On Feb. 23, there was another emergency for the Colquitz River caused by the leaking of 630 litres of home heating fuel from a nearby residential property. This was the third significant event in Saanich since last November, and since then, another smaller one leaked from Adelaide Avenue into the Gorge Waterway.
On Saturday when I went to observe the site of the spill, there were at least 10 folks working very hard to contain the fuel and inspecting where the damages were occurring in the waterway. I stood about 50 metres downstream from the property where the leak occurred, and despite three booms and other containment efforts, I could still see signs of oil on the very fast-moving water, and I could smell the powerful odour of home heating oil.
On my ride home along the river I occasionally noticed this same odour.
All this points to the serious difficulty we are having with the problem of protecting and restoring our natural environment against the pressures of civilization.
For the most part we appear to be in a reactive phase. In other words, because of a shortage of resources, we cannot make the necessary investments to prevent these accidents from causing significant damages. Well, that simply is not good enough.
One Saanich councillor has suggested that we figure out who has oil storage tanks and then send out educational notices asking for homeowners to make themselves aware of the condition of their facilities. Most of us know what happens to those little notices sent out as part of a municipal utility bill – they’ll likely end up in the recycle box.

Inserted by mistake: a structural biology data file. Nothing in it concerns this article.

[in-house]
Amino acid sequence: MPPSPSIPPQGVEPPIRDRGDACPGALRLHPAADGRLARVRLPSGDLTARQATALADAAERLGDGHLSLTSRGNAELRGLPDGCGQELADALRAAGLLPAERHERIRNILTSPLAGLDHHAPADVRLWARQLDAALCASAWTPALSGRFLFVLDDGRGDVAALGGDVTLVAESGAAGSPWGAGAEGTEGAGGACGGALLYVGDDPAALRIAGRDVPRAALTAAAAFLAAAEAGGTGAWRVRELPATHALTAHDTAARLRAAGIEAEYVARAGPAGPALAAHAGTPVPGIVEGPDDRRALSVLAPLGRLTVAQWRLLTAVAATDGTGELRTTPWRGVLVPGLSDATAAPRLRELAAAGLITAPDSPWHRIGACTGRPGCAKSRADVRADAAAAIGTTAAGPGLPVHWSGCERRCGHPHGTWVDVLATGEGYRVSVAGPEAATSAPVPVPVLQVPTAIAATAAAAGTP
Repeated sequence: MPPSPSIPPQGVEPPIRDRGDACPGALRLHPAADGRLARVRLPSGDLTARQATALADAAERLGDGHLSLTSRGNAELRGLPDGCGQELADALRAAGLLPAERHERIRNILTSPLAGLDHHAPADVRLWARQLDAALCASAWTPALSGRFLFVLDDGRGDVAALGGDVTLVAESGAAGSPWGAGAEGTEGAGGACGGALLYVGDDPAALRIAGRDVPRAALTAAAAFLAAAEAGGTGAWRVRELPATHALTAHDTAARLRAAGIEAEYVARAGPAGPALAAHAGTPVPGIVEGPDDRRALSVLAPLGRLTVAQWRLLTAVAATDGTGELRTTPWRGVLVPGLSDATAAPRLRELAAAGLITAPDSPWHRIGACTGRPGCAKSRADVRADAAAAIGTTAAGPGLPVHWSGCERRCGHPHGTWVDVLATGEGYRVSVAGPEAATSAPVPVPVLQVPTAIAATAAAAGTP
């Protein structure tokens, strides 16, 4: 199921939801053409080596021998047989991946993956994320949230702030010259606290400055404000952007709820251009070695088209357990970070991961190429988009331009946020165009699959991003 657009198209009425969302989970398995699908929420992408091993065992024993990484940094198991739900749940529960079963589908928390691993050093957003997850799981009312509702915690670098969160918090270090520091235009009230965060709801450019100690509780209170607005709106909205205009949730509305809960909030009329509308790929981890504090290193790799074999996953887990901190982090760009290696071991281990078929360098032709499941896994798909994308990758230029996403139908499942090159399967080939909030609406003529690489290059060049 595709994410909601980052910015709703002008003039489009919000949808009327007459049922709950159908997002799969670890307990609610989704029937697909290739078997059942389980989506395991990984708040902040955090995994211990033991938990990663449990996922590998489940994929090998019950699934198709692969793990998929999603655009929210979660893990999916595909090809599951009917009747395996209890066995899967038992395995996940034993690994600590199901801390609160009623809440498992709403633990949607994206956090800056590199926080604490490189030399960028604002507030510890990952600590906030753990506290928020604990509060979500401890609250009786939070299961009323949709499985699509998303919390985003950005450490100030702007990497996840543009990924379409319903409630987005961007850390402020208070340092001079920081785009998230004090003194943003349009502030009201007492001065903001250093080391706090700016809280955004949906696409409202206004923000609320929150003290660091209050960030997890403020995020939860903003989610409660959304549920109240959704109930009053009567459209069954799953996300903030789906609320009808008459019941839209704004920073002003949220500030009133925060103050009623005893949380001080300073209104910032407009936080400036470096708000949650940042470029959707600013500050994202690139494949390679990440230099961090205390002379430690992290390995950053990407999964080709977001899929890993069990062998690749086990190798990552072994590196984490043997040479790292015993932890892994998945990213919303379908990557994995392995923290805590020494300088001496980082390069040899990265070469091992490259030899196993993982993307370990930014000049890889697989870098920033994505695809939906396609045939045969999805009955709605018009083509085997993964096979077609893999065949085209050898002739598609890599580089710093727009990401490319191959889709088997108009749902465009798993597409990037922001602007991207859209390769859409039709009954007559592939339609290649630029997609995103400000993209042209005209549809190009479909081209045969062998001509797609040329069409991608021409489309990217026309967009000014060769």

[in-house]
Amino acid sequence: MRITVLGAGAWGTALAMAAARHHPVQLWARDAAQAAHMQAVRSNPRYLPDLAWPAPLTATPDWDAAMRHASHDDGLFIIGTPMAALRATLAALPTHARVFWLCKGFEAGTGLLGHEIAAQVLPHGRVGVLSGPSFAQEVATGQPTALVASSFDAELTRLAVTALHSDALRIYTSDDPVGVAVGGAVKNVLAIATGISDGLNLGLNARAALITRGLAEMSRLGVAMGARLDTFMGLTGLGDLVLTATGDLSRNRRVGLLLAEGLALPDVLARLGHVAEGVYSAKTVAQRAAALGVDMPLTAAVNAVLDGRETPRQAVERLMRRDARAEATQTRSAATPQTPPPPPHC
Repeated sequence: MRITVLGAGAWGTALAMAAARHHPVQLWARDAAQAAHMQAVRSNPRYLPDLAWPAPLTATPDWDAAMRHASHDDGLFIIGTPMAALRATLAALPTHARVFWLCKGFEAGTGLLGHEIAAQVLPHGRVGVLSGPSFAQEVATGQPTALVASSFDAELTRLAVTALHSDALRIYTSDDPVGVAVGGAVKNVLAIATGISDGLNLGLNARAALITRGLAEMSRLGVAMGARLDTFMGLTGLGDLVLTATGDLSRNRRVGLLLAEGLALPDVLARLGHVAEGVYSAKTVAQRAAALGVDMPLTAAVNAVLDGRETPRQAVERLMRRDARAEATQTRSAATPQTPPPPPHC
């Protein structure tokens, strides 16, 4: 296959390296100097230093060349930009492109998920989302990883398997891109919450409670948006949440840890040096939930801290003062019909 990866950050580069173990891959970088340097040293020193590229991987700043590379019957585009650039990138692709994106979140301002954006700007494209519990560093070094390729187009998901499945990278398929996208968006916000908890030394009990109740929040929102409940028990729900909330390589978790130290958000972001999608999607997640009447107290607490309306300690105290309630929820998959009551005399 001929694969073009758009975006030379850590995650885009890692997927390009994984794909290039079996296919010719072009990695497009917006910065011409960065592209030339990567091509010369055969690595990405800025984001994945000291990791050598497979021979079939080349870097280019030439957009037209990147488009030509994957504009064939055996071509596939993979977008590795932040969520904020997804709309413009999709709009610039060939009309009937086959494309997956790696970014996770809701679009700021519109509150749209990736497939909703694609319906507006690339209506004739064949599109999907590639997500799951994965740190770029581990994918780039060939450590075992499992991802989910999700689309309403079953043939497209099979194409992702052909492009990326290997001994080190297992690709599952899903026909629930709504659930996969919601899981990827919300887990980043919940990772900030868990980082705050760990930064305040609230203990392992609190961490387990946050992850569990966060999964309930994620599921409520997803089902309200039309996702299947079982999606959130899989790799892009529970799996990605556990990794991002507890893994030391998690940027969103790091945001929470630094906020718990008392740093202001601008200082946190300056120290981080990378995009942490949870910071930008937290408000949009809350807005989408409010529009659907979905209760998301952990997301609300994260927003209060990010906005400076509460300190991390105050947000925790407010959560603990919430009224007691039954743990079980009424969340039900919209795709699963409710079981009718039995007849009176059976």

There is a much better way to start the process of cleaning up this mess.
Let’s begin by requiring all fuel oil storage facilities to have an inspection sticker on the outside of the building. If there is no certificate, then the supplier and homeowner would have significant liability issues if ignored. With such a system both the homeowner and the supplier will have incentives to pay attention to the condition of their equipment.
The homeowner might look to invest in an updated tank standard that would help contain any leaks caused by erosion (including the pipes connecting to and from the tank) and the supplier will become ever watchful for problems that might reflect on their own standards.
In one jurisdiction they have gone from a record of 245 reported releases from storage tanks in 1993 to fewer than 11 in the past year, and most of those were not operational failures.
The costs to the environment of these incidents are almost impossible to calculate. While we can count the cleanup costs, it is the long-term damages to our natural systems that are not counted in any insurance claim. A simple solution is to regulate the requirements for tank standards and those costs can be contained at the homeowner level where they belong.
The Gorge Tillicum Community Association will be talking about this issue with biologist Ian Bruce at our Annual General Meeting on March 29 at Pearkes Recreation Centre. Please join us in the discussion.
Rob Wickson, President